A three-judge panel of the Ninth Circuit Court of Appeals has put a temporary stay on the worldwide ban on discharges of gay and lesbian service members under Don’t Ask Don’t Tell. However, this doesn’t mean that stay will continue; in fact, the three judges haven’t even heard the case. Here’s the brief order:

This court has received appellant’s emergency motion to stay the district court’s October 12, 2010 order pending appeal. The order is stayed temporarily in order to provide this court with an opportunity to consider fully the issues presented.

Appellee may file an opposition to the motion for a stay pending appeal by October 25, 2010. To expedite consideration of the motion, no reply shall be filed.

The Log Cabin Republicans will get an opportunity to plead their case to the Ninth Circuit, and then the decision on a stay will be made, sometime after October 25. I would assume that this comes together quickly and we’ll have a final answer on the stay by next week. Clearly the judges want to handle this quickly, as they’re not hearing oral arguments and not giving the Justice Department the opportunity to reply. But this temporary stay doesn’t mean anything one way or the other just yet. In fact, it may not impact military operations.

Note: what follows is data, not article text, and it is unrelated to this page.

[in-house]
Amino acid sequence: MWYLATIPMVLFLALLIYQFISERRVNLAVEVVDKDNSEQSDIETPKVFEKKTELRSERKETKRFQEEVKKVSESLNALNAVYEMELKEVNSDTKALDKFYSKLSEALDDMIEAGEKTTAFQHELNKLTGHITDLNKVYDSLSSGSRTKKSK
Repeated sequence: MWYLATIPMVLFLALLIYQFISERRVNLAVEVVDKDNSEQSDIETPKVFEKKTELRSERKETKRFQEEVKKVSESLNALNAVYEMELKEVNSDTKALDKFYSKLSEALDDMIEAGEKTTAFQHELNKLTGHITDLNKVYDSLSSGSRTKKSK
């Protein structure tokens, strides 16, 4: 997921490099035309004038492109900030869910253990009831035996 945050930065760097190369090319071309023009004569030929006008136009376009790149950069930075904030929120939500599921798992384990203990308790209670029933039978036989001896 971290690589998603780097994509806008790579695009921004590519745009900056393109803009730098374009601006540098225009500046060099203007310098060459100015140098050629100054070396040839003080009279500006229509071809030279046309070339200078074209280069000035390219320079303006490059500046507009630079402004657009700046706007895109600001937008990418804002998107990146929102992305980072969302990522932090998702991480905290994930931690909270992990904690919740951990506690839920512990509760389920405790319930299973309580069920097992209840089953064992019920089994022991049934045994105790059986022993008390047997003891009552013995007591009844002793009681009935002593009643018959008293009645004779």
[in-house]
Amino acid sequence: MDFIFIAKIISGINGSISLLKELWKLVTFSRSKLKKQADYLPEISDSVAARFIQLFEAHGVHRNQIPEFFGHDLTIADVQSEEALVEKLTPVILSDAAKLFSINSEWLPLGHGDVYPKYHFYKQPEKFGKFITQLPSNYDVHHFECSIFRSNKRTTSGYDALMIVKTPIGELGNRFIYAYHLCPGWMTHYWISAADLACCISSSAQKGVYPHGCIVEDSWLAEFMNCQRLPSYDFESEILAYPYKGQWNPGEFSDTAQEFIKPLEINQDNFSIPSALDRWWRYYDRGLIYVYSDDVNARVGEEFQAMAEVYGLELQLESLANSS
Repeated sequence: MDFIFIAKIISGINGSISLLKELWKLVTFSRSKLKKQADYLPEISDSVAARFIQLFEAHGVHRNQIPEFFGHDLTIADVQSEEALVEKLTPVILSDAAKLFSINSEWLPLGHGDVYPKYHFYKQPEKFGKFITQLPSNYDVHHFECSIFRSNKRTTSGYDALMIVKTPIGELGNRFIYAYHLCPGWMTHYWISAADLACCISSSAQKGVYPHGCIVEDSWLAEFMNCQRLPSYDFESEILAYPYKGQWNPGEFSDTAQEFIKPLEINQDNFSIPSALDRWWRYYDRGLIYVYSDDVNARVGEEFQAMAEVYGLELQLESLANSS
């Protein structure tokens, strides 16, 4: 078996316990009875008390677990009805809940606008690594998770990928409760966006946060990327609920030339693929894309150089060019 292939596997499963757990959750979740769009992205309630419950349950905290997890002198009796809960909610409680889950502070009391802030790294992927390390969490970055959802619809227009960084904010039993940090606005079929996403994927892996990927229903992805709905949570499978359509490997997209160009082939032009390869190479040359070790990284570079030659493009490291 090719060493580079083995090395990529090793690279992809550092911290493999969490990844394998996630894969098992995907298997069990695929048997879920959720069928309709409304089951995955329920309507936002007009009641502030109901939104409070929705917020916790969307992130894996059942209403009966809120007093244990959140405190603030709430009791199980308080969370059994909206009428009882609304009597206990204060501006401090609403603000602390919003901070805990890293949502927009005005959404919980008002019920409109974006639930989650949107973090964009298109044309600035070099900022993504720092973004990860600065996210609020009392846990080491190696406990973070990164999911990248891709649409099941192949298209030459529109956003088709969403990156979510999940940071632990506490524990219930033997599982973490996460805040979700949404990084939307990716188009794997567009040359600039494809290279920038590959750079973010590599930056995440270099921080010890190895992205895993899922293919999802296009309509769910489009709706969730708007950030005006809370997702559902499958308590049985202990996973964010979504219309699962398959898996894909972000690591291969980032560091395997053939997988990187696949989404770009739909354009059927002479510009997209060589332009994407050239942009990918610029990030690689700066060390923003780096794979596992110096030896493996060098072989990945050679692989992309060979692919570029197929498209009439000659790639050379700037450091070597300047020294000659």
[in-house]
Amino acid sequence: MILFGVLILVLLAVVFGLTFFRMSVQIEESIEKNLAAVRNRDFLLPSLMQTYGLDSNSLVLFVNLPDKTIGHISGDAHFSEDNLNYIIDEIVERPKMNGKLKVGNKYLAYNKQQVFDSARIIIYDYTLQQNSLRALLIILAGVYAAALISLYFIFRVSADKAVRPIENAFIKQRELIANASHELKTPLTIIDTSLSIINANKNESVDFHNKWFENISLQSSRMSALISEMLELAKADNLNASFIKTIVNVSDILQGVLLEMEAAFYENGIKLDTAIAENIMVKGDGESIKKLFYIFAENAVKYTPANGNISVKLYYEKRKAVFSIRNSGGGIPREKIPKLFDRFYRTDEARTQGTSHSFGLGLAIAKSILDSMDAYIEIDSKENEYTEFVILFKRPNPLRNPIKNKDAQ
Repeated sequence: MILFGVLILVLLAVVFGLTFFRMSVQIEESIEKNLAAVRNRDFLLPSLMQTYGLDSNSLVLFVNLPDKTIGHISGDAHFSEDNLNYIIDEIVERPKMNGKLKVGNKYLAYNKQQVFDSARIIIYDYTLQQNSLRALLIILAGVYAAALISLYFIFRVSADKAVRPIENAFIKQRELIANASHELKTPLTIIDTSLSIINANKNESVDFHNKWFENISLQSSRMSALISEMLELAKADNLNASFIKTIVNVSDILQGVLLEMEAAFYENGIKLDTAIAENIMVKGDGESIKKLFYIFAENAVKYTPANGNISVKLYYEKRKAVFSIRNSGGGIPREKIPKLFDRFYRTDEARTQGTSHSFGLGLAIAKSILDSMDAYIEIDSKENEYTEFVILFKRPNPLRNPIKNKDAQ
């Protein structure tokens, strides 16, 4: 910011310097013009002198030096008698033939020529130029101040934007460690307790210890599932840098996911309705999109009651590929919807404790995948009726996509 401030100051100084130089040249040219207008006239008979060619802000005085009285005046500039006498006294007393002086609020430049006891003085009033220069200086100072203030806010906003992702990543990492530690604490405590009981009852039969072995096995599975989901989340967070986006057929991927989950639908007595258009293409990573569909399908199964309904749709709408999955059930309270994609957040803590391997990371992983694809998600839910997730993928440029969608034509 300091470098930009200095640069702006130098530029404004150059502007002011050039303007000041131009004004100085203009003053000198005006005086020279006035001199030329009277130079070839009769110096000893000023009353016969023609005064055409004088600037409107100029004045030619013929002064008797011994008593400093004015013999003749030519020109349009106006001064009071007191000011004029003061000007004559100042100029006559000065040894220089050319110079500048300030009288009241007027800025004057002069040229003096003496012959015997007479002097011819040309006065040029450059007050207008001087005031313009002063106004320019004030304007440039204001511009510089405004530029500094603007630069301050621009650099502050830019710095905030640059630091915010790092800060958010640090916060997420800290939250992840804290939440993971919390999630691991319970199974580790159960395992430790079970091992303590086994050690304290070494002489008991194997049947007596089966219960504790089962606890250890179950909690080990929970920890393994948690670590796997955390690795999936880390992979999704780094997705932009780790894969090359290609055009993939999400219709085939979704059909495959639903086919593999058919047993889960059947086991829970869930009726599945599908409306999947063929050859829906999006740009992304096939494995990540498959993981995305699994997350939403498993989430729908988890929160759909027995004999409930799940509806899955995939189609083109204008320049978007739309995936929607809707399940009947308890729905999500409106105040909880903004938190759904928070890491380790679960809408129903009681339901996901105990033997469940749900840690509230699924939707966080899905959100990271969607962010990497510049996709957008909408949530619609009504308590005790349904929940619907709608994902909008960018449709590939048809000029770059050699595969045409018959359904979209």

This does not immediately change the military’s policy of not enforcing DADT, as the Oct. 15 guidance from Undersecretary of Defense for Personnel and Readiness Clifford Stanley stated that, while seeking a stay, “the Department of Defense will abide by the terms of the injunction” and stated that “additional guidance” would come if a stay is granted. [The "additional guidance" -- likely reinstituting DADT enforcement -- could come at any time and without warning.]

The full appeals trial of Judge Virginia Phillips’ order wouldn’t be completed until at least March 2011, with filing deadlines taking place then.

What this means for gay service members who have attempted to re-enlist, like Lt. Dan Choi, is anybody’s guess at this point.